Do journalists have enough time for trust?

Steve Outing’s was representative of the reactions to my proposal, which is just a deepening and an extension of Mitch Ratcliffe’s idea:

I’ve thought about that idea too, but I can’t [get] past the problem of the journalists you (reader/user) want to interact with will mostly be too busy to participate. Some do interact, but it’s more because they want to and feel some passion for engaging directly with their fans and followers and readers. Many journalists I know resist the idea because they’re “already too busy.” (Bad attitude, IMO, but not easy to change.)

At one level, Steve is obviously correct: no one wants more work, and to the extent that my proposal involves interaction between the journalist and the user, there’s more work. Fine. No one’s arguing that it wouldn’t be different, unfamiliar, tough, risky, etc.

But at another level, the journalist would be paid, potentially a big chunk of his income, by offering special access to some users. Is it really the case that journalists think of themselves as so busy that they can’t imagine a (potentially very) different way of doing business?

The actually good argument one might offer against my proposal is this: “Look, journalists only have so many hours in the day. Users will pay them for some things that don’t require additional work, but users will also expect some of their time directly. That means a journalist either loses sleep or has to cut back on reporting. Lost sleep isn’t an option. And although cutting back on reporting might seem plausible, it’s really not, because it would dilute the other side of reporters’ value proposition to their users so much that their users wouldn’t really want to pay enough anymore. The market’s just not there.”

Of course, I happen not to think that argument has much purchase. Arguing about how busy with reporting journalists are now fails to locate my proposition in the relevant context, which could look more or less radically different from now. (It all about the counterfactual conditional.)

The amount of reporting per journalist might decrease, but that’s not a reason in itself that the aggregate amount of reporting would decrease. There could simply be more reporters! So if the average reporter had to reallocate twenty percent of her time to reader interaction, a twenty-five percent increase in reporters would fill the gap.

Of course, the whole proposition is that there’s a real human value proposition, trust between creator and user, that Kachingle’s kind of charity simply lacks. So while it’s certainly true that my proposition would be a big flop in the market if it turned out that users were only willing to pay creators for interaction that amounted to BFFs, which would prevent creators from actually creating, it’s not at all clear that users wouldn’t tolerate somewhat less reporting in order for access to and some connection with creators, especially in light of the fact that trust is sorely lacking between journalists and readers today.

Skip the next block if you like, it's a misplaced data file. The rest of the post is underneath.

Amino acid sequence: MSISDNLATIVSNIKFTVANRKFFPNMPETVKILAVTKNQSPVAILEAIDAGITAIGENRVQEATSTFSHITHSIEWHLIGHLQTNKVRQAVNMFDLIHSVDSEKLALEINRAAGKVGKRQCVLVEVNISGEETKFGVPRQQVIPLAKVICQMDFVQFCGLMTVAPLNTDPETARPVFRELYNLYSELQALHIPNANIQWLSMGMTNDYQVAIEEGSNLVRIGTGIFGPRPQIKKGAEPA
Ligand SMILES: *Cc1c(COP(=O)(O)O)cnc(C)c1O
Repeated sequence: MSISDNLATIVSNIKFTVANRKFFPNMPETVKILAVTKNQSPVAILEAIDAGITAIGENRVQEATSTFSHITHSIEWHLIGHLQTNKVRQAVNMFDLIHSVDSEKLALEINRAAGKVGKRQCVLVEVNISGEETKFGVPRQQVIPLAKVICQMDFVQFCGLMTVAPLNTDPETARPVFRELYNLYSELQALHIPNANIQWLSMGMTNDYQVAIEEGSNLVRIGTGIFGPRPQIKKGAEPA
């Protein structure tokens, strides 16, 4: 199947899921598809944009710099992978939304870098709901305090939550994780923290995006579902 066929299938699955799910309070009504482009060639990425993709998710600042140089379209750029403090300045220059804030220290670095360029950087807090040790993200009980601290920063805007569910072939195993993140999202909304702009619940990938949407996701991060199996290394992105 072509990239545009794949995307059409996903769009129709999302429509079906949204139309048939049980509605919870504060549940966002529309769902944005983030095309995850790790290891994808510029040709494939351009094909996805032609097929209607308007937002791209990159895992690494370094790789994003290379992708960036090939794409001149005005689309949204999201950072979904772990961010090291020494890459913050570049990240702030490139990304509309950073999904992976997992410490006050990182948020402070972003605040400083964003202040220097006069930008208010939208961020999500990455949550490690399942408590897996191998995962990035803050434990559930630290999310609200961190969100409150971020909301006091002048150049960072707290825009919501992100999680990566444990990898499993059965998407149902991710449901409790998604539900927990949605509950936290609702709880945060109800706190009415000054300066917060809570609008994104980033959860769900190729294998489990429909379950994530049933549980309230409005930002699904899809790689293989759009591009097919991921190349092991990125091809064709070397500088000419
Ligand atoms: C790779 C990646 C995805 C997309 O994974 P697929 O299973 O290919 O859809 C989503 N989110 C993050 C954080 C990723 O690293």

The upside to a bit less reporting and a bit more trust-building is that society as a whole might have more regard for journalism. The hope is that journalism experiences a net gain in readership and mindshare.

PS. This post is repurposed from a comment left at Steve Outing’s further thoughts on Kachingle and voluntary monthly content payments, which he does not want you or Alan Mutter to compare to a tip jar. That comment is awaiting moderation at the time this post is being published.

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2 Responses to “Do journalists have enough time for trust?”


  1. 1 Mitch Ratcliffe 2009 February 18 at 5:27 am

    Another really good posting! I think the issue of dedicating time to relationships with readers is one that will work itself out through competition. Those journalists who are “too busy” will find themselves with fewer readers and the reputation of being more closely tied to the people they cover than the people on whose behalf they cover the news.

    Sometimes, talking with the community they serve will yield a lot better ideas for stories than listening to the staged statements of a politician, company or insider source. At others, using the audience’s participation to create leverage with sources and potential interview subjects could become invaluable to a working journalist. When was the last time a Congressperson received 500 emails demanding she sit down with a journalist to answer constituents’ questions? In this world, that could happen.

    Relationships can be built very efficiently with the tools at hand, as this piece by Steve Rubel illustrates: http://www.micropersuasion.com/2009/02/the-newspaper-reporter-of-the-future-is-here-today.html

    The challenge to developers of a system like Kachingle or a model like the one I described in my blog is to make those tools work together more easily, in addition to simply delivering a payment fulfillment system, so the journalist can focus on mastering the facts and story more than the wide range of media in which they communicate with their community.

  2. 2 Joshua Young 2009 February 18 at 4:16 pm

    Terrific points all around. I love it when Rubel focuses his considerable insight and writes about something genuinely creative and forward-looking.

    Journalists should be thinking not only about whether there are users whose passion could benefit them as leverage with sources and interview subjects, but also about whether there are users whose expertise could very simply help inform their reporting. Josh Marshall strikes me as a really strong candidate for both. He’s already wildly enterprising. I’d think he could develop a space and a set of tools–for interaction, collaboration, payment fulfillment, and more–that would bring together the most passionate and knowledgeable users in his already incredible community.


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